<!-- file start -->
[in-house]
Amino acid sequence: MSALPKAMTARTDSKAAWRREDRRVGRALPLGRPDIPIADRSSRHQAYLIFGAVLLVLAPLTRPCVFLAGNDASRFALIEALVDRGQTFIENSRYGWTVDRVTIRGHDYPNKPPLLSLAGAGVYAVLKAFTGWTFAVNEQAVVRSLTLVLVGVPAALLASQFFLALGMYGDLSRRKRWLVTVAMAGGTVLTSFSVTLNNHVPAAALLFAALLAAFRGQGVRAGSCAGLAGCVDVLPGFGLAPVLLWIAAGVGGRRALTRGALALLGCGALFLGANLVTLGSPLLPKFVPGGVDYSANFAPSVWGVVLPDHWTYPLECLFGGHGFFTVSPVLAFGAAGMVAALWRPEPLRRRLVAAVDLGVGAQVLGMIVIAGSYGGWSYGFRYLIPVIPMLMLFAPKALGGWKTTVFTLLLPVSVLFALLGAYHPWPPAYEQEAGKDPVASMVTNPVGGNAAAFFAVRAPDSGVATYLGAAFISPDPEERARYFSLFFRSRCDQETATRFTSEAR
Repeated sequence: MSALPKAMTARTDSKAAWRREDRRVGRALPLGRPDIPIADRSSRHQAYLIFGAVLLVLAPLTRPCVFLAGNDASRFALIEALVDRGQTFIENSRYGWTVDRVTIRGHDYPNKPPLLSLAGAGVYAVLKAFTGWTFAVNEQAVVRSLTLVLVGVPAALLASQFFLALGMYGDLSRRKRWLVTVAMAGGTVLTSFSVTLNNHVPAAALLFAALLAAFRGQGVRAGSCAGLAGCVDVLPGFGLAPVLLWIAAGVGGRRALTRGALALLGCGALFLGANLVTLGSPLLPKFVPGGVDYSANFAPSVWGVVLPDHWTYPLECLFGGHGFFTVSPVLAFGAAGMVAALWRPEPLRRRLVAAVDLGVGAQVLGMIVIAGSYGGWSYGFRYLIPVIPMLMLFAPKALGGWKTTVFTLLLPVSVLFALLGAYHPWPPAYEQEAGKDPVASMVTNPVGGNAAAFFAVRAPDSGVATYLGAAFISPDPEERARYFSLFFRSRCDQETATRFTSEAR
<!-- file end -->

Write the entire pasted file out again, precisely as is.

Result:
[in-house]
Amino acid sequence: MSALPKAMTARTDSKAAWRREDRRVGRALPLGRPDIPIADRSSRHQAYLIFGAVLLVLAPLTRPCVFLAGNDASRFALIEALVDRGQTFIENSRYGWTVDRVTIRGHDYPNKPPLLSLAGAGVYAVLKAFTGWTFAVNEQAVVRSLTLVLVGVPAALLASQFFLALGMYGDLSRRKRWLVTVAMAGGTVLTSFSVTLNNHVPAAALLFAALLAAFRGQGVRAGSCAGLAGCVDVLPGFGLAPVLLWIAAGVGGRRALTRGALALLGCGALFLGANLVTLGSPLLPKFVPGGVDYSANFAPSVWGVVLPDHWTYPLECLFGGHGFFTVSPVLAFGAAGMVAALWRPEPLRRRLVAAVDLGVGAQVLGMIVIAGSYGGWSYGFRYLIPVIPMLMLFAPKALGGWKTTVFTLLLPVSVLFALLGAYHPWPPAYEQEAGKDPVASMVTNPVGGNAAAFFAVRAPDSGVATYLGAAFISPDPEERARYFSLFFRSRCDQETATRFTSEAR
Repeated sequence: MSALPKAMTARTDSKAAWRREDRRVGRALPLGRPDIPIADRSSRHQAYLIFGAVLLVLAPLTRPCVFLAGNDASRFALIEALVDRGQTFIENSRYGWTVDRVTIRGHDYPNKPPLLSLAGAGVYAVLKAFTGWTFAVNEQAVVRSLTLVLVGVPAALLASQFFLALGMYGDLSRRKRWLVTVAMAGGTVLTSFSVTLNNHVPAAALLFAALLAAFRGQGVRAGSCAGLAGCVDVLPGFGLAPVLLWIAAGVGGRRALTRGALALLGCGALFLGANLVTLGSPLLPKFVPGGVDYSANFAPSVWGVVLPDHWTYPLECLFGGHGFFTVSPVLAFGAAGMVAALWRPEPLRRRLVAAVDLGVGAQVLGMIVIAGSYGGWSYGFRYLIPVIPMLMLFAPKALGGWKTTVFTLLLPVSVLFALLGAYHPWPPAYEQEAGKDPVASMVTNPVGGNAAAFFAVRAPDSGVATYLGAAFISPDPEERARYFSLFFRSRCDQETATRFTSEAR